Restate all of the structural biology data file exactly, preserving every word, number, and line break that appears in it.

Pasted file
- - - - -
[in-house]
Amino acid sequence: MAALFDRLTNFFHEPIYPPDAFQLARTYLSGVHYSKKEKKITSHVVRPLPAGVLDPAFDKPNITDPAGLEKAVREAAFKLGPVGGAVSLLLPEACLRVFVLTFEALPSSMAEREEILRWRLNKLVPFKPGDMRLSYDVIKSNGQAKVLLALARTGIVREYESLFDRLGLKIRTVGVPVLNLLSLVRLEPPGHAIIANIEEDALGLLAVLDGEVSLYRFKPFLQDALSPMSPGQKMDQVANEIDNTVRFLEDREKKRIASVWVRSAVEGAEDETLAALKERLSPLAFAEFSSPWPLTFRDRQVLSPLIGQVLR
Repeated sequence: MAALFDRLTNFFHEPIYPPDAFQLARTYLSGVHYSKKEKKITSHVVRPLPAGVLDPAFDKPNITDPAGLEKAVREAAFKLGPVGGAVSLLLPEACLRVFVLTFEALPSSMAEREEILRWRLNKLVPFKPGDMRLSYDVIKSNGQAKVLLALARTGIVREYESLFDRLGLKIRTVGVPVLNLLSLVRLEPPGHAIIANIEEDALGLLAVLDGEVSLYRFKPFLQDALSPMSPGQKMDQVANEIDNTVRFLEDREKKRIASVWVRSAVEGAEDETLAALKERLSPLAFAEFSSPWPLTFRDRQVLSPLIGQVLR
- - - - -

[in-house]
Amino acid sequence: MAALFDRLTNFFHEPIYPPDAFQLARTYLSGVHYSKKEKKITSHVVRPLPAGVLDPAFDKPNITDPAGLEKAVREAAFKLGPVGGAVSLLLPEACLRVFVLTFEALPSSMAEREEILRWRLNKLVPFKPGDMRLSYDVIKSNGQAKVLLALARTGIVREYESLFDRLGLKIRTVGVPVLNLLSLVRLEPPGHAIIANIEEDALGLLAVLDGEVSLYRFKPFLQDALSPMSPGQKMDQVANEIDNTVRFLEDREKKRIASVWVRSAVEGAEDETLAALKERLSPLAFAEFSSPWPLTFRDRQVLSPLIGQVLR
Repeated sequence: MAALFDRLTNFFHEPIYPPDAFQLARTYLSGVHYSKKEKKITSHVVRPLPAGVLDPAFDKPNITDPAGLEKAVREAAFKLGPVGGAVSLLLPEACLRVFVLTFEALPSSMAEREEILRWRLNKLVPFKPGDMRLSYDVIKSNGQAKVLLALARTGIVREYESLFDRLGLKIRTVGVPVLNLLSLVRLEPPGHAIIANIEEDALGLLAVLDGEVSLYRFKPFLQDALSPMSPGQKMDQVANEIDNTVRFLEDREKKRIASVWVRSAVEGAEDETLAALKERLSPLAFAEFSSPWPLTFRDRQVLSPLIGQVLR